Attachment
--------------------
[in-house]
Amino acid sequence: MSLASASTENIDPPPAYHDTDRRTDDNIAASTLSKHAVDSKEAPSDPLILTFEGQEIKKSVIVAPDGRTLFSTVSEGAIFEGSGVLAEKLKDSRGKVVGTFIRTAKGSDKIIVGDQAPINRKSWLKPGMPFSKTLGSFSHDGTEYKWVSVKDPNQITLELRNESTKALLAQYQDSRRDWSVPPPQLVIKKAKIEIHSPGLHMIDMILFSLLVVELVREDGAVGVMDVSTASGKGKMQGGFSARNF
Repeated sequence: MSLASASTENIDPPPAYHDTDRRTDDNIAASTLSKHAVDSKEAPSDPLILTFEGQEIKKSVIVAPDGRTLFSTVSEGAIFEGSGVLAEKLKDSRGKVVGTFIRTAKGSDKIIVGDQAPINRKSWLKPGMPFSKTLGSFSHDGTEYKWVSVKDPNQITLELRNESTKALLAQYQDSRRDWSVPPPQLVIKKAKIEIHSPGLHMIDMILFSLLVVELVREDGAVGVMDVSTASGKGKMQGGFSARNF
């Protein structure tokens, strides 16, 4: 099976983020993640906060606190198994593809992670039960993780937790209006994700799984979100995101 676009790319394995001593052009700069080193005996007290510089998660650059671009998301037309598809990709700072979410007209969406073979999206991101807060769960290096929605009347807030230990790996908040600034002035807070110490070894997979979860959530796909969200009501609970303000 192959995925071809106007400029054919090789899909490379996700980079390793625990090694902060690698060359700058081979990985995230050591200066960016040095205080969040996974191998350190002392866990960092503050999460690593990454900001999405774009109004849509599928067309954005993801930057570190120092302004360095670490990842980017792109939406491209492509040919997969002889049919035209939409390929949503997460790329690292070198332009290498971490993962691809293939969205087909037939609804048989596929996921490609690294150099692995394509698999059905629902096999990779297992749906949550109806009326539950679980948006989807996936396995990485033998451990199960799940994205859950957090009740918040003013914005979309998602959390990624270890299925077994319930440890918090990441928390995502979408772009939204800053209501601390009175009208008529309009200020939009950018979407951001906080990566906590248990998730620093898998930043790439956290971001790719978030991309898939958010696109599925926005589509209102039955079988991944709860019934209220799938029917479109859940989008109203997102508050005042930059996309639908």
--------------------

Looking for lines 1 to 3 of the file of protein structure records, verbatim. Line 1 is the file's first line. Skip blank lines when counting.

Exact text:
[in-house]
Amino acid sequence: MSLASASTENIDPPPAYHDTDRRTDDNIAASTLSKHAVDSKEAPSDPLILTFEGQEIKKSVIVAPDGRTLFSTVSEGAIFEGSGVLAEKLKDSRGKVVGTFIRTAKGSDKIIVGDQAPINRKSWLKPGMPFSKTLGSFSHDGTEYKWVSVKDPNQITLELRNESTKALLAQYQDSRRDWSVPPPQLVIKKAKIEIHSPGLHMIDMILFSLLVVELVREDGAVGVMDVSTASGKGKMQGGFSARNF
Repeated sequence: MSLASASTENIDPPPAYHDTDRRTDDNIAASTLSKHAVDSKEAPSDPLILTFEGQEIKKSVIVAPDGRTLFSTVSEGAIFEGSGVLAEKLKDSRGKVVGTFIRTAKGSDKIIVGDQAPINRKSWLKPGMPFSKTLGSFSHDGTEYKWVSVKDPNQITLELRNESTKALLAQYQDSRRDWSVPPPQLVIKKAKIEIHSPGLHMIDMILFSLLVVELVREDGAVGVMDVSTASGKGKMQGGFSARNF